Plant species use different strategies to compete for limited resources. A plant species may “muscle out” its competition by using relatively constant (though possibly scarce) supplies of a resource more efficiently or aggressively than its neighbors. This is often seen in relatively moist environments where deeper rooted species use water and soil nutrients more effectively than their shallower rooted competitors. An analogy from the business world is the large corporation that can produce a product cheaper than its smaller competitors because of vertical integration and economies of scale. It can, therefore, control the supply of raw materials and obtain them at less expense.
Plants may also compete by using less of a chronically limited resource than their neighbors. One example of this “strategy” is cactus, which requires very little water to survive. Another example is a plant species adapted to the dense shade of heavy forest canopies that can carry on photosynthesis at high rates in limited light. An analogy in the business world is the enterprise that specializes in low input, low cost production. Though total productivity may be relatively low, they can sell their product cheaper, or survive longer during unfavorable conditions until the market improves.
Another adaptive strategy is to use a particular resource at a different place, the way some shrub species use water from deeper in the soil profile than shallow rooted herbaceous plants. They may be the only species with a significant quantity of roots in that part of the profile, and so can exploit that source without competition. In an economic system, these types of businesses are those that utilize small, localized sources of material to produce an item.
Another way plants sometimes compete is to opportunistically utilize resources by “hogging” them during times of abundance, and then die or go dormant when resources become scarce until they are again available. This strategy is used by annual species and some perennials that go dormant during periods of scarcity. In the business world, these people are called speculators, who only invest their money when they see what appears to be a short term opportunity to make a big profit.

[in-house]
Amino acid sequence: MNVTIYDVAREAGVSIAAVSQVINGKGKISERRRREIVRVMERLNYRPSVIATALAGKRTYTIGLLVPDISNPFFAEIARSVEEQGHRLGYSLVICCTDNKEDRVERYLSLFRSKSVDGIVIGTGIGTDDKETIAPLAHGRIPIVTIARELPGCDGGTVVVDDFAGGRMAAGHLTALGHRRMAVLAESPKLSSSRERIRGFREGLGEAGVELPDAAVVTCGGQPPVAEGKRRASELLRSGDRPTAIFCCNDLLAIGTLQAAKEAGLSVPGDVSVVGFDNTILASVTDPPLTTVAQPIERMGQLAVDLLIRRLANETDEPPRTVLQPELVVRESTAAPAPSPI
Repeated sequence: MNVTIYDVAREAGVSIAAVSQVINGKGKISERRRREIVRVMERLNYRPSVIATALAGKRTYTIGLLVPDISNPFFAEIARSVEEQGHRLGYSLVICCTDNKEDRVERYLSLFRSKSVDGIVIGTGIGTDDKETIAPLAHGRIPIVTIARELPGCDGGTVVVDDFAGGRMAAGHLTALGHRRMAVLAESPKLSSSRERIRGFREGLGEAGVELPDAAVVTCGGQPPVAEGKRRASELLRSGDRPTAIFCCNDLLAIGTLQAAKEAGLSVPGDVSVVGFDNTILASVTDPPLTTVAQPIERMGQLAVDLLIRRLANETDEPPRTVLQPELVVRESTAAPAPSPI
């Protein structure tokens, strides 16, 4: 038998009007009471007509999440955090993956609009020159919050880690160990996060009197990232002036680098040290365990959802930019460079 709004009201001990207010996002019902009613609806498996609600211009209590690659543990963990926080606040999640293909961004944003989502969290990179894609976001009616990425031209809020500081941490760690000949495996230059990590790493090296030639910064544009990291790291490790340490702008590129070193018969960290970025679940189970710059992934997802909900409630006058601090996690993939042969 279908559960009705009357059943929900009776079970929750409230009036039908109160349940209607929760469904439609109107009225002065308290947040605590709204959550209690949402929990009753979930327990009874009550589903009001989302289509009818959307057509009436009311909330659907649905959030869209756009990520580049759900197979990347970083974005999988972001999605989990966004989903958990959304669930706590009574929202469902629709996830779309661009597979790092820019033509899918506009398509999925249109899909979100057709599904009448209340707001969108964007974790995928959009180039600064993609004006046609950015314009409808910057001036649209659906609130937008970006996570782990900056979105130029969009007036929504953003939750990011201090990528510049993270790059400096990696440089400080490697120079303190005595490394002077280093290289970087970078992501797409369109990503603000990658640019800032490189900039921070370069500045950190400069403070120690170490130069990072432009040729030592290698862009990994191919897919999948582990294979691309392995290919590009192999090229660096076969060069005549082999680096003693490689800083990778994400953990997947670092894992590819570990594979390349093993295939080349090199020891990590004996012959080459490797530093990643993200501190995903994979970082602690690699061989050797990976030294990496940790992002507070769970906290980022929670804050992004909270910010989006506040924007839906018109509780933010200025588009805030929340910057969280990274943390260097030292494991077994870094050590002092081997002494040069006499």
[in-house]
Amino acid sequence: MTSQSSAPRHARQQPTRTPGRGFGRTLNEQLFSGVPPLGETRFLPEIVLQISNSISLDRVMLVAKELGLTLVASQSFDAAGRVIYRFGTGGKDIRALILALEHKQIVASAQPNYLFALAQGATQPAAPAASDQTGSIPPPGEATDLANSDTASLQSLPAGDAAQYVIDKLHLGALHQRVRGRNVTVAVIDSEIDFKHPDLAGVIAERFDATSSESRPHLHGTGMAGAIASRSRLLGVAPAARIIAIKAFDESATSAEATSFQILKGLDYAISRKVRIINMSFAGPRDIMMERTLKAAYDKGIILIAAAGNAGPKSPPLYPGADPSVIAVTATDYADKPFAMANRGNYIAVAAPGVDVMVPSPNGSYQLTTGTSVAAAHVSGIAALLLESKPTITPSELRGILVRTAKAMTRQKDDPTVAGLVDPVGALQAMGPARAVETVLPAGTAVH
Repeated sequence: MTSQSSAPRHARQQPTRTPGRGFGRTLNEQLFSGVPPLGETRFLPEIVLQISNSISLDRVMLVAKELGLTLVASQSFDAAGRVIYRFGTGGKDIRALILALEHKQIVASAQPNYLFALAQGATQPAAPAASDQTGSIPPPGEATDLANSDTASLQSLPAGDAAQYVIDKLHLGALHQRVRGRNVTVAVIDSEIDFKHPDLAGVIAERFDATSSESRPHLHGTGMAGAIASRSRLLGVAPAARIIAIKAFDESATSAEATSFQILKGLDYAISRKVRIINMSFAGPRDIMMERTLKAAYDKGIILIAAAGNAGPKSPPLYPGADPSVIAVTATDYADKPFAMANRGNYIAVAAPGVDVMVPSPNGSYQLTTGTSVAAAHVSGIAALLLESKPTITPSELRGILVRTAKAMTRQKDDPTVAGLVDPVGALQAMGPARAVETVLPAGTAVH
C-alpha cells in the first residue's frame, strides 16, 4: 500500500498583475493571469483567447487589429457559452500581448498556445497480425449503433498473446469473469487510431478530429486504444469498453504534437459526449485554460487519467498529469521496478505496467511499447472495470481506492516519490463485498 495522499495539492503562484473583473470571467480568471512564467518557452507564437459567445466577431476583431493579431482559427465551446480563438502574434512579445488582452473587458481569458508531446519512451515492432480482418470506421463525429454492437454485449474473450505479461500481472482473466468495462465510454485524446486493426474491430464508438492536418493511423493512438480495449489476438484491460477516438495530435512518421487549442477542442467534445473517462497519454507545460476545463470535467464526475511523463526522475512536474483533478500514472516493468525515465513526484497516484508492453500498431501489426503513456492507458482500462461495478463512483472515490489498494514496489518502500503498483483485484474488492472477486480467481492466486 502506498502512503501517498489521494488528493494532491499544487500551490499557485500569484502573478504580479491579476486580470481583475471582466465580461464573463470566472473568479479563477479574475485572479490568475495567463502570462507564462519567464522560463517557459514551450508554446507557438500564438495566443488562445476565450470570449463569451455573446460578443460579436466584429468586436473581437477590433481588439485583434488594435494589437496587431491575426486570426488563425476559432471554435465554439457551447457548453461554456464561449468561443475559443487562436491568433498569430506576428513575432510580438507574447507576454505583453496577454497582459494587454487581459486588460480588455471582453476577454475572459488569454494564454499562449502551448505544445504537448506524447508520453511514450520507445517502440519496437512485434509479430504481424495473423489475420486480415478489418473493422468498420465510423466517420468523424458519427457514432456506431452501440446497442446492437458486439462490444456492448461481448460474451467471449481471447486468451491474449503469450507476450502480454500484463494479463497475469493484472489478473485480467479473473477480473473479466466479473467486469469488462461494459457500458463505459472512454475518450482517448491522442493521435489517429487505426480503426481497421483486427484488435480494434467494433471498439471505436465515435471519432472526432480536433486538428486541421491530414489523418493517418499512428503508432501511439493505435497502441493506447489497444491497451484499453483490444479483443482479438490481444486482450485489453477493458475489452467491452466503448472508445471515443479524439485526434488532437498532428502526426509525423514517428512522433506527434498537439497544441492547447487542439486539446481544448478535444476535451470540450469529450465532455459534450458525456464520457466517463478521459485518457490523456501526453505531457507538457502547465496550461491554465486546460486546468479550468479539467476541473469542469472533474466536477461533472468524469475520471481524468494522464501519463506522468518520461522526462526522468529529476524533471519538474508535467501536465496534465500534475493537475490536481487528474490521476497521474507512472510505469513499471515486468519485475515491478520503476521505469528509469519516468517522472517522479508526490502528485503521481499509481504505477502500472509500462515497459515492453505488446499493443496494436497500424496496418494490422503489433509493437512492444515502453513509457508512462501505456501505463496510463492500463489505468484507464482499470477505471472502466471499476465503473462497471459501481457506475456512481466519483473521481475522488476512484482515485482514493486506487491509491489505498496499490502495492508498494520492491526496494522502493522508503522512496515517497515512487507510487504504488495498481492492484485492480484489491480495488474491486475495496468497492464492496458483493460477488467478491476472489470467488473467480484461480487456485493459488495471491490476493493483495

Tolerance mechanisms are commonly found in plants that evolved with a history of grazing by large herbivores. These plants are often palatable and grazed by animals when they are present. Tolerance mechanisms that allow plants to be grazed without long-term harmful effects include the ability to change shape, structure, stature, or leaf arrangement and the use of alternate forms of reproduction. When some plants are repeatedly defoliated, they change their stature or the structure of the leaves or stems in an attempt to maintain enough leaf area and protect their growing points. Examples include the lower, denser vegetation of a well-tended lawn compared to an unmown lawn. The “hedged” appearance of some shrubs, where the leaves grow among a dense growth of twigs and are less likely to be browsed, is another example. Alternate forms of reproduction include rhizomes, stolons, and recruitment of additional stems from secondary buds.
Mechanisms include a low stature that makes it more difficult for grazing animals to remove excessive leaf material or the growing points of the plants. This avoidance mechanism is commonly seen in short grasses and some annual plants. Another avoidance mechanism is the adaptation of specialized structures such as thorns, spines, prickles, hairs, or waxy coatings which make the plant either mechanically undesirable or unpalatable.
The other avoidance mechanism often seen in plants as a defense against grazing is production of secondary compounds. All plants do this to an extent by increasing structural compounds like cellulose and lignin as they mature. However, in this context we refer more to compounds that affect palatability, nutrient availability or to toxic compounds. Often, these secondary compounds vary in concentration over time. Also, some secondary compounds offset the effects of other secondary compounds, at least partially, if both are consumed at the same time. By timing grazing events to either allow mixing of different compounds, or using plants in an area when secondary compounds are particularly high or low compared to other plants in the area, we can sometimes affect which plants are chosen by grazing animals, and in what proportions. By doing so, we can often make it easier to achieve animal and plant community goals.